It was also a Tuesday, exactly 28 years ago today, when the chairman of 'The Nation' editorial board, Mr Sam Omatseye, was to mark his 32nd birthday in Abuja. At that period, I was the Abuja Bureau Chief for 'African Concord', a fanciful title conferred on me by the trio of the magazine's publisher, Mr Deji Abiola, editor-in-chief, Mr Lewis Obi, and editor, Mr Soji Omotunde, even when I was just another bloody reporter in the vast media empire of the late Bashorun M.K.O. Abiola at the time. And it was precisely because of Abiola that Omatseye's birthday assumed some significance that day.
As the deputy political editor at National Concord, Omatseye had arrived Abuja from Lagos to monitor the release of the results of June 12, 1993, presidential elections conducted three days earlier. Since it was clear that our chairman and Social Democratic Party (SDP) presidential candidate, Abiola, was going to become the president-elect, the Abuja Concord office where Chief Olu Akerele held sway was already prepped for celebration.
However, in a curious twist of events, the Professor Humphrey Nwosu-led National Electoral Commission (INEC) announced that afternoon that, in deference to a contrived court order procured by the Association for Better Nigeria (ABN), it was going to suspend the announcement of the presidential results. That was what provoked Omatseye's piece in National Concord titled, 'They ruined my birthday.' I recall that episode because since then, I have never forgotten Omatseye's birthday which usually follows the 'June 12' anniversary.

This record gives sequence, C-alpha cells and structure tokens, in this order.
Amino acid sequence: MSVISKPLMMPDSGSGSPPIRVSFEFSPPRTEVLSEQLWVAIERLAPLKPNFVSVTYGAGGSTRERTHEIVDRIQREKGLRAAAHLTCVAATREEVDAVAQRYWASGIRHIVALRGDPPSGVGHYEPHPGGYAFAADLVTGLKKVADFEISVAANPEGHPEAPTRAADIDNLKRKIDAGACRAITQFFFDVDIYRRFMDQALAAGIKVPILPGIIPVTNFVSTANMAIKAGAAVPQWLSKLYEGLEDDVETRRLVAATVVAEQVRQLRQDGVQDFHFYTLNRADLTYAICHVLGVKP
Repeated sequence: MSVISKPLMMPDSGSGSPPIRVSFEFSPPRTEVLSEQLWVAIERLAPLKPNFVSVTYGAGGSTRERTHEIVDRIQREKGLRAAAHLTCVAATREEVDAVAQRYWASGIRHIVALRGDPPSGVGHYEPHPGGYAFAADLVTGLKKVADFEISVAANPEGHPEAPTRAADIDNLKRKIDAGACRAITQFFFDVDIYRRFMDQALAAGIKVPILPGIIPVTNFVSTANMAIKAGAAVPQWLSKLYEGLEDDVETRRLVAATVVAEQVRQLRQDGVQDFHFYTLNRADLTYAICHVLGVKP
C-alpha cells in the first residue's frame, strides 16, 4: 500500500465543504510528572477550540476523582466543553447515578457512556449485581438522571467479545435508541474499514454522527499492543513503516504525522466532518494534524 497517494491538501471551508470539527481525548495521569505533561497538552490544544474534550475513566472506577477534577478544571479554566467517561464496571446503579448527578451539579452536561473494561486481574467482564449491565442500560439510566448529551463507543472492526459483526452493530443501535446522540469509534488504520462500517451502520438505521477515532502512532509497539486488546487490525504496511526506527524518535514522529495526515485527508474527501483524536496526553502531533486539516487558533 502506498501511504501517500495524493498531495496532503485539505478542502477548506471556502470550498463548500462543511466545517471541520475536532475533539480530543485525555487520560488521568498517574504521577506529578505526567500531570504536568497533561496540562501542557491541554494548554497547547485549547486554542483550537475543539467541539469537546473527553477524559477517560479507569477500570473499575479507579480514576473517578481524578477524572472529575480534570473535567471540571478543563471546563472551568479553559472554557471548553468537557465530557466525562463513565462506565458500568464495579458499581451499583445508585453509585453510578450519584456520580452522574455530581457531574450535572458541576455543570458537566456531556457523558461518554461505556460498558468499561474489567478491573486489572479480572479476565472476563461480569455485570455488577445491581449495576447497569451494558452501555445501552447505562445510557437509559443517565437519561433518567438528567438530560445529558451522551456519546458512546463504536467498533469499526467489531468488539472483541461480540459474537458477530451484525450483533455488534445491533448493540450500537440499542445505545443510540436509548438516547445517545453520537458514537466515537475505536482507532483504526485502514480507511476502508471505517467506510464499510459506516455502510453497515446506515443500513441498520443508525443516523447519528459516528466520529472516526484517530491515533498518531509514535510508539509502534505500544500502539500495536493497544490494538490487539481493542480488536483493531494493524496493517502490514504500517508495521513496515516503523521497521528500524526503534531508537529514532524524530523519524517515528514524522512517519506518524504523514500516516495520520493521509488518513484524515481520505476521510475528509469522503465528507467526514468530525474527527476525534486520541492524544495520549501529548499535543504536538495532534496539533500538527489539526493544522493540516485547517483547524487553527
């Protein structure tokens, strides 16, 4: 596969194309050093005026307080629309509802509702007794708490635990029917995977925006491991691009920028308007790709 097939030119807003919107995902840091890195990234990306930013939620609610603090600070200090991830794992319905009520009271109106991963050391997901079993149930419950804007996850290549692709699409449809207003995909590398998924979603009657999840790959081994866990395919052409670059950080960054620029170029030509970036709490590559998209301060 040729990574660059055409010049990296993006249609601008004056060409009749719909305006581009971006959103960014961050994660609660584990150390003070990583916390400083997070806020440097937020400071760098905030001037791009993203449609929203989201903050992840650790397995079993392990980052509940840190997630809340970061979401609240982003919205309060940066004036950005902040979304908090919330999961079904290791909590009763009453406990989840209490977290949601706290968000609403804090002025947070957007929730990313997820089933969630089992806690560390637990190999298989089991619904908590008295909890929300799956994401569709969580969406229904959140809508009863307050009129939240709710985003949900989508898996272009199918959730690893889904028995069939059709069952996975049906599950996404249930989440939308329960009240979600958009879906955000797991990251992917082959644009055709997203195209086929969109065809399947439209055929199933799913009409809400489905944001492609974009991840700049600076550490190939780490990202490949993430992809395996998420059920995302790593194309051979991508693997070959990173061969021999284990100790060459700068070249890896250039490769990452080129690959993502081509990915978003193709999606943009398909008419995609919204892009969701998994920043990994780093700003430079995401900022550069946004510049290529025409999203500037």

Two years later in 1995, I joined Omtaseye and Tunji Bello in Sunday Concord as the Assistant Editor, effectively the number three man. My friend, Louis Odion, and I worked directly under Omatseye and from him we learnt a lot about writing. A voracious reader who can almost recite the entire Bible and quote from almost every serious literary work, Omatseye taught us that to write you must read. And he was never shy to challenge authority. I recall a day at Concord when the Managing Director, Dr Doyin Abiola, asked Omatseye: "Sam, why do you always write about personalities rather than issues?". The reply was instant: "Maybe because the personalities were the issues."
The writings of Omatseye, Fellow of the Nigerian Academy of Arts (FNLA), mirror that of Henry David Thoreau, 19th century American essayist, poet, and philosopher, who was once detained for refusal to pay tax to protest slavery. While in incarceration, Thoreau wrote his famous essay, 'Civil Disobedience'. But the highlight of his prison experience came with the visit of his friend and fellow writer/philosopher, Ralph Waldo Emerson. "Why, Henry, what are you doing in there?" Emerson asked his detained friend who replied: "Nay, Ralph, the question is, what are you doing out there?"
Every good writer is expected to be imbued with such qualities as clarity of thoughts, attention to detail, discipline, etc. But in a society like ours you must also be angry with the status quo and possess the courage to move the hands of those in authority, even at personal risk, while captivating the public with words that convey hope and meaning. Writing with conviction may be hard, but it is essential to making a difference and that is what sets journalists like Omatseye apart. I wish him happy birthday as he joins the sexagenarian club.
Olusegun Adeniyi, Chairman, THISDAY Editorial Board